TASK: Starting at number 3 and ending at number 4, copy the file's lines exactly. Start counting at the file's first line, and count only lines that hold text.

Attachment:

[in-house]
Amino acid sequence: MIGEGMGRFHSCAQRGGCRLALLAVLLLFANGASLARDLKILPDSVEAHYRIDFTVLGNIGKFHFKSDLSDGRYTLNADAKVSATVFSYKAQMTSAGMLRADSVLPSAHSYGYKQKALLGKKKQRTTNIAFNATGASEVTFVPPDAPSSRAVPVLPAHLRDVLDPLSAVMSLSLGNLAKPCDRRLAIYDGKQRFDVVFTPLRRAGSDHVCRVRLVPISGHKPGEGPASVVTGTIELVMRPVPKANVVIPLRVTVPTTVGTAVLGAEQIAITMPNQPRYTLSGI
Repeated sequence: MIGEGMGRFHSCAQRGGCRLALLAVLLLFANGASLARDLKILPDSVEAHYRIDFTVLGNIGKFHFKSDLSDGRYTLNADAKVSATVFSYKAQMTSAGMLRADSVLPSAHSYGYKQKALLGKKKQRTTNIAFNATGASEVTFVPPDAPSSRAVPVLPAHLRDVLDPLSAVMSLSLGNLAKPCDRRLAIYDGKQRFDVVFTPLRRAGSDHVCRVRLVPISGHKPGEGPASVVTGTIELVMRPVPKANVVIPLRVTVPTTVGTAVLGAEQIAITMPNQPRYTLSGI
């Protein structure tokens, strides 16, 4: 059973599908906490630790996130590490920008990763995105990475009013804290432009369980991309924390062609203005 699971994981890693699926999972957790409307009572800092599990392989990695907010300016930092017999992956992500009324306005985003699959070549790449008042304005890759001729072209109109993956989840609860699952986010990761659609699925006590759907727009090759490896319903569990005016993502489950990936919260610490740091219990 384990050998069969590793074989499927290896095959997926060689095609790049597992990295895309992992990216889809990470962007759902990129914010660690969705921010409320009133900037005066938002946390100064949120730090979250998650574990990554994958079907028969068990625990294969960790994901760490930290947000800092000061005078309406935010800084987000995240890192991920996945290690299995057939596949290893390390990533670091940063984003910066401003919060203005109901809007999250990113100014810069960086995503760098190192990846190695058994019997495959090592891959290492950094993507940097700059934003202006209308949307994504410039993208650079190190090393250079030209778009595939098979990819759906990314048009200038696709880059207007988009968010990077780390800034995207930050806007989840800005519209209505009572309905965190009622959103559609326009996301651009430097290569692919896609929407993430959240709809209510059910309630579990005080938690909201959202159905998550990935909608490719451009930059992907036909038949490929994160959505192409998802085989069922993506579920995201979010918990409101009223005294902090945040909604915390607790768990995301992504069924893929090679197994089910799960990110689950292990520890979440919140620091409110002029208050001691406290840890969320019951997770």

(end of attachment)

Repeated sequence: MIGEGMGRFHSCAQRGGCRLALLAVLLLFANGASLARDLKILPDSVEAHYRIDFTVLGNIGKFHFKSDLSDGRYTLNADAKVSATVFSYKAQMTSAGMLRADSVLPSAHSYGYKQKALLGKKKQRTTNIAFNATGASEVTFVPPDAPSSRAVPVLPAHLRDVLDPLSAVMSLSLGNLAKPCDRRLAIYDGKQRFDVVFTPLRRAGSDHVCRVRLVPISGHKPGEGPASVVTGTIELVMRPVPKANVVIPLRVTVPTTVGTAVLGAEQIAITMPNQPRYTLSGI
């Protein structure tokens, strides 16, 4: 059973599908906490630790996130590490920008990763995105990475009013804290432009369980991309924390062609203005 699971994981890693699926999972957790409307009572800092599990392989990695907010300016930092017999992956992500009324306005985003699959070549790449008042304005890759001729072209109109993956989840609860699952986010990761659609699925006590759907727009090759490896319903569990005016993502489950990936919260610490740091219990 384990050998069969590793074989499927290896095959997926060689095609790049597992990295895309992992990216889809990470962007759902990129914010660690969705921010409320009133900037005066938002946390100064949120730090979250998650574990990554994958079907028969068990625990294969960790994901760490930290947000800092000061005078309406935010800084987000995240890192991920996945290690299995057939596949290893390390990533670091940063984003910066401003919060203005109901809007999250990113100014810069960086995503760098190192990846190695058994019997495959090592891959290492950094993507940097700059934003202006209308949307994504410039993208650079190190090393250079030209778009595939098979990819759906990314048009200038696709880059207007988009968010990077780390800034995207930050806007989840800005519209209505009572309905965190009622959103559609326009996301651009430097290569692919896609929407993430959240709809209510059910309630579990005080938690909201959202159905998550990935909608490719451009930059992907036909038949490929994160959505192409998802085989069922993506579920995201979010918990409101009223005294902090945040909604915390607790768990995301992504069924893929090679197994089910799960990110689950292990520890979440919140620091409110002029208050001691406290840890969320019951997770």